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It’s a garment that comes tightly woven with layers of nostalgia: think Gauloise-smoking beret-wearing Beats, the protagonists of the Left Bank or Warhol dressed in black Halston cashmere. What is this sartorial Madeleine? The turtle – or roll – neck. And, despite the unfortunate name, it remains a cornerstone of the contemporary wardrobe – this season more than ever.
At Issa’s autumn/winter show, for example, turtlenecks were worn underneath print dresses and styled with a Joni Mitchell fedora. At Jean Paul Gaultier, the turtleneck appeared in both leather outer garments and classic knitted numbers, under voluminous ankle-length coats. At Yohji Yamamoto, a black high-necked minidress was teamed up with a knee-length billowing coat (also in black) and black tights and platform shoes (black, of course). Gucci designer Frida Giannini presented a sassy, decidedly Milanese version in black leather, styled with a bordeaux wool cape coat and skirt. The look was more android dominatrix than beatnik with bongo drums – proof positive, if any were needed, of the garment’s endless mutability.
“I love the instant gravitas and elegance that a black cashmere turtleneck adds to anything,” says designer Rick Owens. “It turns anyone into an existential Avedon swan. Wrapping the throat in a swath of black cashmere subtly presents the head as an objet d’art.”
“It’s really versatile,” says Carmen Haid, of vintage clothing company Atelier-Mayer, who wears turtlenecks throughout the winter in a variety of ways. “Worn with a bold statement necklace, brooch or scarf, it looks smart, à la Nan Kempner, or you can wear [one] in the evening with a full-length skirt and large belt.”
Indeed, the beauty of the turtleneck is that it can be smarter and sexier than any slashed, barely-there gown or low-cut blouse. Case in point: “In 1957, when Marilyn Monroe was filming The Prince and the Showgirl in London, she bought a black John Smedley roll-neck from Berks in Burlington Arcade,” says John Smedley MD Ian Maclean. “Its versatility means you can dress it up or down to suit the occasion.”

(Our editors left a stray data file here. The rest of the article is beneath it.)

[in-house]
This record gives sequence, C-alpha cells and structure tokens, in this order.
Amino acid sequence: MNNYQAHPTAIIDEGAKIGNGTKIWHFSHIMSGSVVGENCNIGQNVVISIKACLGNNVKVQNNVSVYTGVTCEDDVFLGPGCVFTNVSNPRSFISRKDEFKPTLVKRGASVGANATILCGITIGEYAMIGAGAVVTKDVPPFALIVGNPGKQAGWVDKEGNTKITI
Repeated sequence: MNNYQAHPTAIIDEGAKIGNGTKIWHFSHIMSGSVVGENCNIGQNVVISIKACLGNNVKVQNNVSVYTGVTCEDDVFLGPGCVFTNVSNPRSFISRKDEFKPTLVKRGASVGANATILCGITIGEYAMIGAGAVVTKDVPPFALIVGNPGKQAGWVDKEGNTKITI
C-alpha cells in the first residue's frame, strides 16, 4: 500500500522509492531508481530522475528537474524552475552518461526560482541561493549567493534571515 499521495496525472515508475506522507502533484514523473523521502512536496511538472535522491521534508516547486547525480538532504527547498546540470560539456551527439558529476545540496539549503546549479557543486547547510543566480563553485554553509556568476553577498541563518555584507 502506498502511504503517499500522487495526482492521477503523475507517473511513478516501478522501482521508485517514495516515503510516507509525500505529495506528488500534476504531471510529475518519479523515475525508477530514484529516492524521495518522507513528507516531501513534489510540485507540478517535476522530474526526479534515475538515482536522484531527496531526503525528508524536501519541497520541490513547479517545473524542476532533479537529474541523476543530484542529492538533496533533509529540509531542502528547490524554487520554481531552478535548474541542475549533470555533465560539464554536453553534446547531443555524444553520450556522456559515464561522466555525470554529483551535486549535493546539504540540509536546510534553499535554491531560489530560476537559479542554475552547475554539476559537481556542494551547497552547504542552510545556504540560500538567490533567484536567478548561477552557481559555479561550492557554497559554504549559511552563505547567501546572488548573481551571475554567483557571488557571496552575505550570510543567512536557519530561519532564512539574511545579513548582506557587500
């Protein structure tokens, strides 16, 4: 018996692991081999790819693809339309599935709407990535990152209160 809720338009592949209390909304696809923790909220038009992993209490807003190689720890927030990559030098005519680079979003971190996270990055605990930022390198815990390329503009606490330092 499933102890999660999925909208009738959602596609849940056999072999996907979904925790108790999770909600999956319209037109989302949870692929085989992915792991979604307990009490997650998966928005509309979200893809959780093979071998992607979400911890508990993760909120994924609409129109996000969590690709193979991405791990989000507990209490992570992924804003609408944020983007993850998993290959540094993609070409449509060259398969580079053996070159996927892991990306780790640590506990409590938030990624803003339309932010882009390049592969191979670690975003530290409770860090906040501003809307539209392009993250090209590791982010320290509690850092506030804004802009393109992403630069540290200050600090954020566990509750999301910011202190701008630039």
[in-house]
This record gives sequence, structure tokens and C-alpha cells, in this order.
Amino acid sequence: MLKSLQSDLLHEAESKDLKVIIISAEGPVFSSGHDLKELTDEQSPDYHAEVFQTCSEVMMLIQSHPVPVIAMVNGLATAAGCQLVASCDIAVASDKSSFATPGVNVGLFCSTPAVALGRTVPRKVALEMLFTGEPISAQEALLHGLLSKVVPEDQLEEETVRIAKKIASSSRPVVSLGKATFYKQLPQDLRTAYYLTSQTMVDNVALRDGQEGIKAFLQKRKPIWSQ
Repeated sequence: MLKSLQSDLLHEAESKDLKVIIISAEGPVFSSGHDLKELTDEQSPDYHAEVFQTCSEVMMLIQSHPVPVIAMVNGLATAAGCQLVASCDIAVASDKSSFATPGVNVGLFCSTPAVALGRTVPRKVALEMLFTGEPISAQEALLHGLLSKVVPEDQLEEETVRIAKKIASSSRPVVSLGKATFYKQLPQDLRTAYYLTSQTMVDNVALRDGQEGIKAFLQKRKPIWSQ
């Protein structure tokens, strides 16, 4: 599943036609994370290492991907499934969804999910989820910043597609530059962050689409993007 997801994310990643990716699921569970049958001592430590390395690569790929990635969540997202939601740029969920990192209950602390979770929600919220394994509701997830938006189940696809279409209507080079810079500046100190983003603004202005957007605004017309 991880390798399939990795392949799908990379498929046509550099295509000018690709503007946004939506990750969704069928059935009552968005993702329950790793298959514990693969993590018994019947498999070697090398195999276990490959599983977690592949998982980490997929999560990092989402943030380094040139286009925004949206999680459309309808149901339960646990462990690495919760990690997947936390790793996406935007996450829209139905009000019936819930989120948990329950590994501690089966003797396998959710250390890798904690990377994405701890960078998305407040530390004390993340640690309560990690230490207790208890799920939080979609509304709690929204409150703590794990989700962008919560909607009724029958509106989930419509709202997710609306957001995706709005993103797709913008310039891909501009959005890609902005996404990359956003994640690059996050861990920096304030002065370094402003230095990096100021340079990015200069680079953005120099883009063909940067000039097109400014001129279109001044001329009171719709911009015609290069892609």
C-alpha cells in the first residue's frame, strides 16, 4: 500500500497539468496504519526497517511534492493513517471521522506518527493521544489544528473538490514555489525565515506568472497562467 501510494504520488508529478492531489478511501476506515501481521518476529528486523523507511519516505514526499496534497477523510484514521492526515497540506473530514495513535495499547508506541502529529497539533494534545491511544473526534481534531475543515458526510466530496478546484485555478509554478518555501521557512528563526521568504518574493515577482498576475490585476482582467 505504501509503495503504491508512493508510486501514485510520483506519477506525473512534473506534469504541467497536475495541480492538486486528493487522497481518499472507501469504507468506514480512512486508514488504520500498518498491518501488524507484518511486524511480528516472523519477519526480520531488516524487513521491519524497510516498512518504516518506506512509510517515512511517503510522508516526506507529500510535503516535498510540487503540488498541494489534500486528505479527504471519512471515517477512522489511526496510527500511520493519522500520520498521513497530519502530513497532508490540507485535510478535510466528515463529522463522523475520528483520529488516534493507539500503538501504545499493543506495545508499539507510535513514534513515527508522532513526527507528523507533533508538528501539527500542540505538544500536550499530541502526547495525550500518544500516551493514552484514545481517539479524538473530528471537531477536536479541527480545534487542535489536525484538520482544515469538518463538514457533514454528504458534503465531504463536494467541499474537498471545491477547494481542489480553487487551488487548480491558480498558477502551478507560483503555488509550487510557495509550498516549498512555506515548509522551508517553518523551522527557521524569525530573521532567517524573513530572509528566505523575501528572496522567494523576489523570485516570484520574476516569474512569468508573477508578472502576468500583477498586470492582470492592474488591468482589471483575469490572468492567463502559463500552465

For seriously swanky cashmere, ESK offers a “Sophia” roll-neck (£295) “in super fine 100 per cent two-ply cashmere,” says creative director Lorraine Acornley. Similarly, TSE has made a staple out of slim-fit, long-sleeved, turtlenecks in four colours ($425), as well as a newer version with a subtle herringbone stitch detail ($595). Recently launched knitwear brand Rae Feather sells an oversized poncho with a roll-neck and chunky cable knit detail (£150), perfect for layering, and Ann Demeulemeester has an alpaca wool cape (£596), as cosy and all-encompassing as it is chic.
Still, few designers are more associated with the turtleneck than the king of body-consciousness and cling, Azzedine Alaïa. It has been a part of his canon since he fashioned his aesthetic in the 1980s with ultra-fitted, insanely luxe leather and leggings. As author and Alaïa fan Joan Juliet Buck has said, his women stormed on the fashion scene like “highly sexualised versions of Darth Vader” – and although the Alaïa look has become more romantic in recent years, turtlenecks are still key. His autumn 2013 black roll-necked body suit is, for example, essentially balletic underwear. According to Laura Larbalestier, buying director at Browns, “It’s great for layering or – for a bit more ‘va-voom’ – on its own.”
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